Tiangong-1: China’s doomed space station is about to crash on Earth

Tiangong-1

Tiangong-1, the first Chinese space station is in distress, it will soon fall uncontrollably back to Earth. The ultimate demise of the station should happen, according to the latest estimates, between the morning of March 31 and the afternoon of April 1, but it is difficult to be more precise. However, rest assured, when the station falls, there is very little risk that anybody will be hurt.

Tiangong-1, literally, “the palace of paradise” will not stay very long in the sky. The first Chinese space station is out of control after six and a half years of turning over our heads. Its atmospheric reentry is uncontrolled and the machine should crash during the weekend without the Chinese knowing where and when exactly.

This is impossible to predict accurately, because it depends on the density of the atmosphere and it varies over time because of the solar wind, a phenomenon that is still very poorly known.

According to the Chinese space agency, which released a statement on Friday, the risk of somebody getting hit by the station is practically none. The Earth is rather covered by the oceans and the land is not too populated. And on the other hand, this object will most likely explode or disintegrate in small parts by entering the atmosphere; the small pieces of debris will not pose a risk to the population.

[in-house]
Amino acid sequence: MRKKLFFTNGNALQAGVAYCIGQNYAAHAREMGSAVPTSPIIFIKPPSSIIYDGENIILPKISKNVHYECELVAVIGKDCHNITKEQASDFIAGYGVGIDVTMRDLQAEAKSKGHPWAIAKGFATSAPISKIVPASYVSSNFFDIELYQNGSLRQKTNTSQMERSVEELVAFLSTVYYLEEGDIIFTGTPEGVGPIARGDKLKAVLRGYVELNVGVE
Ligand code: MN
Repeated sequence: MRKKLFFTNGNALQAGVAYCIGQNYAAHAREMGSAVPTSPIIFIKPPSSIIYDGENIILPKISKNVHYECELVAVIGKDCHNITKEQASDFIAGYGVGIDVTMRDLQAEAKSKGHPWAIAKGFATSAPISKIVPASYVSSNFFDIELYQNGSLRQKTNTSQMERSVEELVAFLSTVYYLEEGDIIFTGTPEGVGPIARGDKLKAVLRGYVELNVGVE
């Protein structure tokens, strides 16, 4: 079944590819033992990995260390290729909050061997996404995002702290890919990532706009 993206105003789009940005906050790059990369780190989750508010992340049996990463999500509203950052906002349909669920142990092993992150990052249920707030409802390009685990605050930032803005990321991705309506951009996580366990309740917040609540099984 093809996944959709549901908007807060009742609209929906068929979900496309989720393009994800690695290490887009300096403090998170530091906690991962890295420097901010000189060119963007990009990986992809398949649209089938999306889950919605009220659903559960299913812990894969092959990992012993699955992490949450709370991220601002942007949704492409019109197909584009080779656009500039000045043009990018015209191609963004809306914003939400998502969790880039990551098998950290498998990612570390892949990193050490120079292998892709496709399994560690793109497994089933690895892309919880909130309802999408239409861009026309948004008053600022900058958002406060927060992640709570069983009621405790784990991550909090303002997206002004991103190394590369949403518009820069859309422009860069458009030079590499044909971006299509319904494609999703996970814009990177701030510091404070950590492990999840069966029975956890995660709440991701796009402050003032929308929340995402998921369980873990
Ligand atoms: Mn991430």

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“People have no reason to worry,” said CMSEO, the Chinese office responsible for the design of manned space flights, on a social network. This kind of space station “does not crash on Earth violently like in sci-fi movies, but disintegrates into a splendid (meteor shower) in the beautiful starry sky, as its debris progresses toward Earth,” the statement explained.

Like a shooting star, Tiangong-1 will fall apart. Only its larger parts such as its tanks should withstand this test and touch the ground or more likely the ocean, which covers more than two thirds of the globe’s surface.

And if ever, by bad luck, these debris crashed on a continent, the risk that they affect a human being is insignificant. It’s about the same as being struck six times by lightning in one year.

Launched in 2011, the Tiangong-1 module has long been emblematic of China’s desire to conquer space. A desire reaffirmed in recent years with the development of the country’s space program, materialized, among others, by the launch of Tiangong-2 in September 2016. Since then, the Chinese have had some successes. In addition to completing their longest manned mission (two Chinese astronauts had spent 33 days aboard Tiangong-2), Beijing had been able, in early 2017, to launch into space its first space cargo ship, Tianzhou-1. Successes expected to pave the way for the deployment in 2022 of a much larger space station.

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Eid Lee

Eid is a freelance journalist from California. He covers different topics for The Talking Democrat but focuses mostly on technology and science.